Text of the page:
Kennedy said that talks with Gray Garrison — the stadium’s promoter and grandson of Alvin Hawkins — began informally nearly two and a half years ago, when Garrison approached him during a test of NASCAR’s Next Gen car at Bowman Gray. Those conversations about the track’s future gradually built steam in the months that followed.

The stadium has held a special place for Garrison, who first helped to park cars there at the age of 12, then touted souvenir programs in the horseshoe-shaped grandstands before he was big enough to carry a whole stack. “Everybody in the family did a tour of duty there,” the 62-year-old Garrison says now. “That’s what everybody did.”

But Garrison said he also recognized the importance of the facility to the NASCAR family. Bill France Jr. met his future wife — then Betty Jane Zachary, a Winston-Salem native — at the track in 1957, and Kennedy joined the list of all-time feature winners with a victory in what is now called the ARCA Menards Series East in 2013 with his family in attendance to celebrate the achievement. That long list of winners reads like a who’s who of stock-car racing pioneers, with NASCAR Hall of Famers from the Cup Series and Modified Division earning checkered flags. Tim Flock, a 2014 NHOF inductee, was Bowman Gray’s first track champion, and Richard Petty’s 100th Cup Series victory came at the stadium, which hosted premier-series events from 1958-71.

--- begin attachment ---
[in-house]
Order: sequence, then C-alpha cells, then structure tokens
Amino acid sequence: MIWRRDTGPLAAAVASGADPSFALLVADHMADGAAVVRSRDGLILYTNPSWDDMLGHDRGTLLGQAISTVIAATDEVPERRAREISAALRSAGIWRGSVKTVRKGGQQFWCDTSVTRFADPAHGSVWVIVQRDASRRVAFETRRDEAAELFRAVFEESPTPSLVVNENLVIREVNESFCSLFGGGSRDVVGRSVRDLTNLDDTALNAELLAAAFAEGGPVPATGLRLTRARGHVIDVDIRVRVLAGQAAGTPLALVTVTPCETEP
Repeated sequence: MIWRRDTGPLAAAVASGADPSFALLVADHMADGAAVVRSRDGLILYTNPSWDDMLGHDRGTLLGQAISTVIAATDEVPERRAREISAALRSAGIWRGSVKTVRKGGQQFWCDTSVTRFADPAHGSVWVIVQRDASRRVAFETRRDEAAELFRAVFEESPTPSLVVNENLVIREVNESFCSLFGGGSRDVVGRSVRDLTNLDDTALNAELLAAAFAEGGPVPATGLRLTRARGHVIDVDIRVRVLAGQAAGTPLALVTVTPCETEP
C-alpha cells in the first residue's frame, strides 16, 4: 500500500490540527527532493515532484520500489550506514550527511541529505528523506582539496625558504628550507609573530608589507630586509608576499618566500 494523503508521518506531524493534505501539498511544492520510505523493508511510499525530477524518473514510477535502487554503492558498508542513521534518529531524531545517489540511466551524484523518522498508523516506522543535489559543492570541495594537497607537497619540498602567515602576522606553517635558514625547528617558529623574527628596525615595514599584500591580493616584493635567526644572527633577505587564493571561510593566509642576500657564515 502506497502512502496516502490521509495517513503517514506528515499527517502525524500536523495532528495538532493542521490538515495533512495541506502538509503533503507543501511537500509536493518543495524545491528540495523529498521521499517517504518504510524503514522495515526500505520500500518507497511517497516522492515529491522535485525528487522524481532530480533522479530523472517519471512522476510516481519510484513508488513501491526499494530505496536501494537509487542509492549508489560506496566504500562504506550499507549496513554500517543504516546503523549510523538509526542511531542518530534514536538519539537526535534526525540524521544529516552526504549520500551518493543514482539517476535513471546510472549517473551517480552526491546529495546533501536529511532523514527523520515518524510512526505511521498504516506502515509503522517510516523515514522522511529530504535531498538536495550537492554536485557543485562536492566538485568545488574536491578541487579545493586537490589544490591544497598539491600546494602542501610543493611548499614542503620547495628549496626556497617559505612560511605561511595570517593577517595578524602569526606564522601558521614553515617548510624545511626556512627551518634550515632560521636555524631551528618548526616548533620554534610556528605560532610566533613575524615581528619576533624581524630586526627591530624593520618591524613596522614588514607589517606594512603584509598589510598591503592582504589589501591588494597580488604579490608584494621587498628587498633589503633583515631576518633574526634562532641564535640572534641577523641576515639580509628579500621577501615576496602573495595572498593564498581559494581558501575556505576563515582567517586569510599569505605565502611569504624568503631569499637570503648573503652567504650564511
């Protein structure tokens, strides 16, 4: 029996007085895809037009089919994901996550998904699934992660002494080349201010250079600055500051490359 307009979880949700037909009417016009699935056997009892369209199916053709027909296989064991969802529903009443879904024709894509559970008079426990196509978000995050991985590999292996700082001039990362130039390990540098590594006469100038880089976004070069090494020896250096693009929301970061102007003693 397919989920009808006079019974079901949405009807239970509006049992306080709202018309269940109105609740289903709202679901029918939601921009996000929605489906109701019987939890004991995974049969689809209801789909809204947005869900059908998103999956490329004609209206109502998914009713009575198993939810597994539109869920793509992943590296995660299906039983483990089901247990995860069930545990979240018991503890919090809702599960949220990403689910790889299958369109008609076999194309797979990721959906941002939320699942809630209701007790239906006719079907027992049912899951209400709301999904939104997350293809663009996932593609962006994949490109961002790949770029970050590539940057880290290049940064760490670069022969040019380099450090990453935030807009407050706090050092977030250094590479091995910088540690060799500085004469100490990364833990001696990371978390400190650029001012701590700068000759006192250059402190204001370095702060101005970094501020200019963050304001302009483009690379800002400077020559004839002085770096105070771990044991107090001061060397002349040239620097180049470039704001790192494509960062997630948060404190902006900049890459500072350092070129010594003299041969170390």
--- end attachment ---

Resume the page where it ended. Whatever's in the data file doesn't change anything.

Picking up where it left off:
“We all realized, at some point in time, we’ve got to pass it on to someone else,” Garrison says. “And we felt like what a better partner coming in than you can do with NASCAR. Our big thing is, we really care about the drivers, the competitors, the fans, and they’re like family to us. So we wanted to make sure if we did do something, we wanted to make sure somebody would come in have the same love for the sport and the same vision that we did, and we feel like NASCAR would be the best choice to come in and take this over.